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On the Nature of the Marriage Union

The following is a summary. Each of the statements and explanations has been previously argued in detail in the body of the book, and this summery is no substitute for what is found there.

Marriage Is Not Essentially A Sexual Union

The act of sexual intercourse never, in itself, constituted marriage.538 In the Bible, premarital sex, if discovered, led to a forced marriage unless the father of the woman insisted otherwise (Exod. 22:16 f.; Deut. 22:28 f.). The legal bond gave the only proper moral context for sexual union (Gen. 2:24). The woman in such cases of premarital sex was considered to have been “defiled.” At least one word (halal) used in the Old Testament to describe sexual defilement implies a controversion of God’s planned order.539 And the more common term (tame) implies “uncleanness,” an interruption of the wholeness or wholesomeness of life.540 Marriage is never typified simply by the sexual act, or even by the idea of “one flesh.”541

It might be argued that a marriage is not final until sexual relations have taken place. Deuteronomy 20:7 speaks of a man who has become engaged to a woman but has not “taken” her yet. The woman is an “unclaimed blessing.” The text reveals that the covenant with her has not been consummated. But the term used (laqah) is not the most common Hebrew word for marriage, and in the Deuteronomic text it may simply be referring to consummation rather than to marriage per se. Beyond this, there are a number of other passages that understand the engaged couple to enjoy the same status before law as those persons in a fully consummated union, though they have not had sexual union.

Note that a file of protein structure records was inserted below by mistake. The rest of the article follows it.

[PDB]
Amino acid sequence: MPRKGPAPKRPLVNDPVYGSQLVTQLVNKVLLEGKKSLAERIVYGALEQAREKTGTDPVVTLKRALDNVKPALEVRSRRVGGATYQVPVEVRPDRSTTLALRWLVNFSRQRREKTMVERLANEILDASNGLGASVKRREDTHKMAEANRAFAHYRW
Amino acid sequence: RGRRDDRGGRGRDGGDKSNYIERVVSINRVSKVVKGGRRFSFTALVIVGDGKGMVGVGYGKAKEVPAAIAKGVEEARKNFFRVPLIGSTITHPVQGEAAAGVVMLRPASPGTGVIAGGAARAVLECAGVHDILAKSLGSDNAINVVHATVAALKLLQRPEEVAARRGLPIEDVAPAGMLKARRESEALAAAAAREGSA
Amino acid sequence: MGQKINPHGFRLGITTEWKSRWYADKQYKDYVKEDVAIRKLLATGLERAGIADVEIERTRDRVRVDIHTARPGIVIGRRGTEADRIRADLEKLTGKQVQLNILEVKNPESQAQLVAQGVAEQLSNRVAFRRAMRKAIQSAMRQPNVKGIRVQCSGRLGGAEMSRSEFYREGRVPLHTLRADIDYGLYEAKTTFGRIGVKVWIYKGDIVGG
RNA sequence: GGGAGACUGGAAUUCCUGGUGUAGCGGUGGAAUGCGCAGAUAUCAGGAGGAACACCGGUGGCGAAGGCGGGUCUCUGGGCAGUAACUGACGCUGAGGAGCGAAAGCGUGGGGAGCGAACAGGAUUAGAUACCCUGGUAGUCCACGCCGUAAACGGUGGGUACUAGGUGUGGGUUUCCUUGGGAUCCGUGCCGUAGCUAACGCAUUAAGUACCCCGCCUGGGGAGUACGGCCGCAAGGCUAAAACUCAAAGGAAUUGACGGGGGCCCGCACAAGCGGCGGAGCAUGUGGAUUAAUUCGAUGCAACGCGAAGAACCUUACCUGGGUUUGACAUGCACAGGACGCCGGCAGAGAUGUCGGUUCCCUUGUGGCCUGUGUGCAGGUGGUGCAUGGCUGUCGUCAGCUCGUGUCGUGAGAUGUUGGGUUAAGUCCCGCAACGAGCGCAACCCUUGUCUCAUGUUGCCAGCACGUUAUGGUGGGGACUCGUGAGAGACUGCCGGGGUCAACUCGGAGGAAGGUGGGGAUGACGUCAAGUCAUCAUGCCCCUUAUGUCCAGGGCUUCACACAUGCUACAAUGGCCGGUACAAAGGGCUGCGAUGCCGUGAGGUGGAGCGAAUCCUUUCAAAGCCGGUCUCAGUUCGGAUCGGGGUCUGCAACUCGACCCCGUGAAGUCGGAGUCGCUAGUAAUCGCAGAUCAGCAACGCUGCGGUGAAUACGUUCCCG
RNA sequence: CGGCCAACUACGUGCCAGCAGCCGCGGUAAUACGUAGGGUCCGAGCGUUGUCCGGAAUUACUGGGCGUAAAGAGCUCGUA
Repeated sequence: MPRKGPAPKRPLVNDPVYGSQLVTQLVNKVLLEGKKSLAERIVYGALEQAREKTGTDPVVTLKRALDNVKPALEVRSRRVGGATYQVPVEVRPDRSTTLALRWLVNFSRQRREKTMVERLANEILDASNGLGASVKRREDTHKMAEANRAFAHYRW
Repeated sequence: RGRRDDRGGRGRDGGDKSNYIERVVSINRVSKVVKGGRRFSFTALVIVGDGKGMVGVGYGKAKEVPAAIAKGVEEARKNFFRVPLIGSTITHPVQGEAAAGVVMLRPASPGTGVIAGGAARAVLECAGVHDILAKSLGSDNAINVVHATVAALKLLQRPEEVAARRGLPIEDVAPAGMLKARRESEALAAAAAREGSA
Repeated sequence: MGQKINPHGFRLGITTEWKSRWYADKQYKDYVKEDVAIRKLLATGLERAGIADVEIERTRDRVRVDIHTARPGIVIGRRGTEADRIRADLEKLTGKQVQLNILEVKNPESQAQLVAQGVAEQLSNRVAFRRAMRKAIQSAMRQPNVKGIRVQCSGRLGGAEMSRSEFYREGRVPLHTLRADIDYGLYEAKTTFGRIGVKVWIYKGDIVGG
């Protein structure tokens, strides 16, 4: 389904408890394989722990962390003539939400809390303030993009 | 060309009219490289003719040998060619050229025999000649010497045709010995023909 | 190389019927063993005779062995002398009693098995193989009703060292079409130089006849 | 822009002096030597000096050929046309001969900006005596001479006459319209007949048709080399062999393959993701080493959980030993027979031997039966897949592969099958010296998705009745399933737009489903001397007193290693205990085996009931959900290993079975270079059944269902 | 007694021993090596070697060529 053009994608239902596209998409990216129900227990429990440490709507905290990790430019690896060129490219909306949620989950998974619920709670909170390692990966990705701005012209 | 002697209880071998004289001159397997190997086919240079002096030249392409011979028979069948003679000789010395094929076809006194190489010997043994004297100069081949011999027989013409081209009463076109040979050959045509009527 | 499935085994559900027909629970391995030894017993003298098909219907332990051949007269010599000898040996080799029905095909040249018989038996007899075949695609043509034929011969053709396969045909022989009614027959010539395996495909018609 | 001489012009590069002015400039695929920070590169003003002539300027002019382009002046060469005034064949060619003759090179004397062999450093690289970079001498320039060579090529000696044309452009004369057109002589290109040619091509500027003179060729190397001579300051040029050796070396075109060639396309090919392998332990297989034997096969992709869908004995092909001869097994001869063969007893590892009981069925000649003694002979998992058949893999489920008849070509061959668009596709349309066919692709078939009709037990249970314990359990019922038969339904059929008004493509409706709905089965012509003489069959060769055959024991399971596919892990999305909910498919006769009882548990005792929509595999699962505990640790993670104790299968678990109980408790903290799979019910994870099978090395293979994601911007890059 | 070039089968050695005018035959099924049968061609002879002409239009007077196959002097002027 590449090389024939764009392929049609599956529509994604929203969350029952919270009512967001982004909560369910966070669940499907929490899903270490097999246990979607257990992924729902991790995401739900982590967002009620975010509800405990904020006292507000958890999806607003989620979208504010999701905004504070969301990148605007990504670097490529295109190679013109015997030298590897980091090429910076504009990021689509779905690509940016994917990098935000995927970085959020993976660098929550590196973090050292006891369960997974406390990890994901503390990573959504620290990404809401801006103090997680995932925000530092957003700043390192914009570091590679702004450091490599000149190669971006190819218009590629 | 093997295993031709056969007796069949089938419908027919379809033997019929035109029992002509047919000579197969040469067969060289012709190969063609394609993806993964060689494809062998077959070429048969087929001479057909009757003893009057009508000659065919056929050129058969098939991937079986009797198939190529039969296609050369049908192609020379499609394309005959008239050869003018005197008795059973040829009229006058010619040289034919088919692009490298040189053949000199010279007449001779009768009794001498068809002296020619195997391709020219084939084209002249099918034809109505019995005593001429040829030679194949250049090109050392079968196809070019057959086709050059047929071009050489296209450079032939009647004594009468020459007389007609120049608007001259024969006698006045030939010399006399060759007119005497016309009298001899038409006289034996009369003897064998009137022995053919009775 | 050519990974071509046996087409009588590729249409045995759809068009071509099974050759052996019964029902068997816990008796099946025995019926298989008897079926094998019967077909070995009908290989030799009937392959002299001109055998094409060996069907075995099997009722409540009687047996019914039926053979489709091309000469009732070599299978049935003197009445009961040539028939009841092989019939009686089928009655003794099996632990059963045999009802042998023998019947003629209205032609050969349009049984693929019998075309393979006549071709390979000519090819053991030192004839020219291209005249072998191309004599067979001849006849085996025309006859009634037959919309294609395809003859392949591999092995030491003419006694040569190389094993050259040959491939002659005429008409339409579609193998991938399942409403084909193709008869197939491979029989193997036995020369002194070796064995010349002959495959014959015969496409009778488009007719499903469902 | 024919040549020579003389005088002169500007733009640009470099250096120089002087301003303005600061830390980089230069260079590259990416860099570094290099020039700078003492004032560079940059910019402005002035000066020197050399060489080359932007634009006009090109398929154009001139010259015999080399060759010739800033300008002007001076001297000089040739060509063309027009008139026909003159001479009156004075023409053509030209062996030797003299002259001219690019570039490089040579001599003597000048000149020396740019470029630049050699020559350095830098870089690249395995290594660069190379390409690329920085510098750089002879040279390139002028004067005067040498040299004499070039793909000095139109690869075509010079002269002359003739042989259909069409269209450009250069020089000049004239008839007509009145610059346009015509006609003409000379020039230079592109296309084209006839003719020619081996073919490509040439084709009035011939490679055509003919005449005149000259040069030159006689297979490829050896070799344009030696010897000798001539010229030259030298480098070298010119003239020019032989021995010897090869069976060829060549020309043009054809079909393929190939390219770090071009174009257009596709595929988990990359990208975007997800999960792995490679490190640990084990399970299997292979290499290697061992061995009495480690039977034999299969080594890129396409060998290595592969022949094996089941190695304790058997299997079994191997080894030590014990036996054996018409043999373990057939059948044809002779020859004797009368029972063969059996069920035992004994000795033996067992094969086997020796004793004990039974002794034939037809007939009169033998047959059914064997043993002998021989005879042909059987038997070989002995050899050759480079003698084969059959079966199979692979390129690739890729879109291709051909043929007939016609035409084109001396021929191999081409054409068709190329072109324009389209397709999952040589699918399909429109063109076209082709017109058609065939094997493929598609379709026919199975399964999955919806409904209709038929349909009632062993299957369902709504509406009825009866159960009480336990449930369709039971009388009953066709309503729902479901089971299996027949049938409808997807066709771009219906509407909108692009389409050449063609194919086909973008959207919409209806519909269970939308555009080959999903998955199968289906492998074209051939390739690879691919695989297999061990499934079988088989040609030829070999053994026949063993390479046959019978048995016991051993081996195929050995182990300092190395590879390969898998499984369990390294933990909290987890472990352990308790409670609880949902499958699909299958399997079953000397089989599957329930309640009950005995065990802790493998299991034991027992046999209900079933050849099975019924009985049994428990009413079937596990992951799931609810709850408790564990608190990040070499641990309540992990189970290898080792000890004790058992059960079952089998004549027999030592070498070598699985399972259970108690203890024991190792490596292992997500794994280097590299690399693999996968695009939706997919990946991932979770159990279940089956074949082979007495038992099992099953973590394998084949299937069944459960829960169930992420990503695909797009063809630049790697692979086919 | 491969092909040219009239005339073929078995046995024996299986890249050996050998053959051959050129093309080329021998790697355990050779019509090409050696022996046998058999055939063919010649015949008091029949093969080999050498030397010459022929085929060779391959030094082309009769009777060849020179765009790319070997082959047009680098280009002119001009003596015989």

In the New Testament, we note that, in spite of the strong marital connotations of “one flesh,” Paul is willing to apply the term to the non-marital sexual relationship between a man and a prostitute (1 Cor. 6). So it seems more correct to say that marriage is the proper content of becoming “one flesh” than to say that marriage is becoming “one flesh.” Marriage grants the right to have a “one-flesh” union. Insofar as unity is the goal of marriage people should avoid focusing upon separation themes when discussing marriage, and, when possible, problem marriages should be directed back toward that primary goal. The teaching of Jesus, that the two have become “one flesh,” would seem logically to require nothing more than this.

Sexual union entails a strong bonding between two persons. But the actual and moral degree of that bonding or influence is at least partly to be determined by the covenantal factors present or absent surrounding the particular sexual union. The absence of such factors directs the persons either to get married (as with premarital sex) or to cease and desist from further relations (extramarital or promiscuous sex, i.e., with a prostitute).

With regard to this question, it is interesting to compare three different sorts of relationships in which a “one-flesh” union occurs, and observe the differences:

RELATION

PROSTITUTE

CONCUBINE

WIFE

Text:

1 Cor. 6:16

Exodus 21:10

Gen. 2:24

Union:

“One body”

Slave contract

Companion/covenant

God’s Law:

Illegal

Legal

Legal

Treatment:

“Flee from”

Treat justly

Do not sunder

It would seem by consideration of this that the existence of a “one-flesh” relation does not determine the existence of marriage. It may call for it (marriage) in the case of “premarital sex,” but it is not the marriage itself. It is a “right of marriage.” The most we could say is that it is necessary, but not sufficient to make a marriage.